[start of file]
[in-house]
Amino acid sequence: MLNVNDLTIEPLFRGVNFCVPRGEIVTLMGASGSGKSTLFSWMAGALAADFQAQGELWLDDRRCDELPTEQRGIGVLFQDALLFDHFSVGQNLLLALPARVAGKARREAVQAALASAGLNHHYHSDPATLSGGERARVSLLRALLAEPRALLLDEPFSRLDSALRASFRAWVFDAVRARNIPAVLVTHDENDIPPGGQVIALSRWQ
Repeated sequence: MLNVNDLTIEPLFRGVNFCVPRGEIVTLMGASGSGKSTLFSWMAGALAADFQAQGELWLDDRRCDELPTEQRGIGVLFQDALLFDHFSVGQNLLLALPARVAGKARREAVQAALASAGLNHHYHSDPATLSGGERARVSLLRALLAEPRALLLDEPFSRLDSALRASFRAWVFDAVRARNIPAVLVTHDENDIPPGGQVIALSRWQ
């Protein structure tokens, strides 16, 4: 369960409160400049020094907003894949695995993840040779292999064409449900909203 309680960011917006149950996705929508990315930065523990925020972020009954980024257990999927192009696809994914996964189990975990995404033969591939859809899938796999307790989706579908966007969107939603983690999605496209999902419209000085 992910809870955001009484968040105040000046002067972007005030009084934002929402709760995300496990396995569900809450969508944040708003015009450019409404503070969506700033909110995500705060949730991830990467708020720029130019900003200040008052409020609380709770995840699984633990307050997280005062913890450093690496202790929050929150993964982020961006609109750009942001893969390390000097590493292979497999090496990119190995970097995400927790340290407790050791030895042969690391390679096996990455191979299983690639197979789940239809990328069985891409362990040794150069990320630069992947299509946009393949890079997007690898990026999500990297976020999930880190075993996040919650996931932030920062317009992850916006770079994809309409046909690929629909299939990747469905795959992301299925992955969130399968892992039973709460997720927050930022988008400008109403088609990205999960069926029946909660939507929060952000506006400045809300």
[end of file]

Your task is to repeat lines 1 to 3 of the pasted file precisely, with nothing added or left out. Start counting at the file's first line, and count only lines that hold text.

[in-house]
Amino acid sequence: MLNVNDLTIEPLFRGVNFCVPRGEIVTLMGASGSGKSTLFSWMAGALAADFQAQGELWLDDRRCDELPTEQRGIGVLFQDALLFDHFSVGQNLLLALPARVAGKARREAVQAALASAGLNHHYHSDPATLSGGERARVSLLRALLAEPRALLLDEPFSRLDSALRASFRAWVFDAVRARNIPAVLVTHDENDIPPGGQVIALSRWQ
Repeated sequence: MLNVNDLTIEPLFRGVNFCVPRGEIVTLMGASGSGKSTLFSWMAGALAADFQAQGELWLDDRRCDELPTEQRGIGVLFQDALLFDHFSVGQNLLLALPARVAGKARREAVQAALASAGLNHHYHSDPATLSGGERARVSLLRALLAEPRALLLDEPFSRLDSALRASFRAWVFDAVRARNIPAVLVTHDENDIPPGGQVIALSRWQ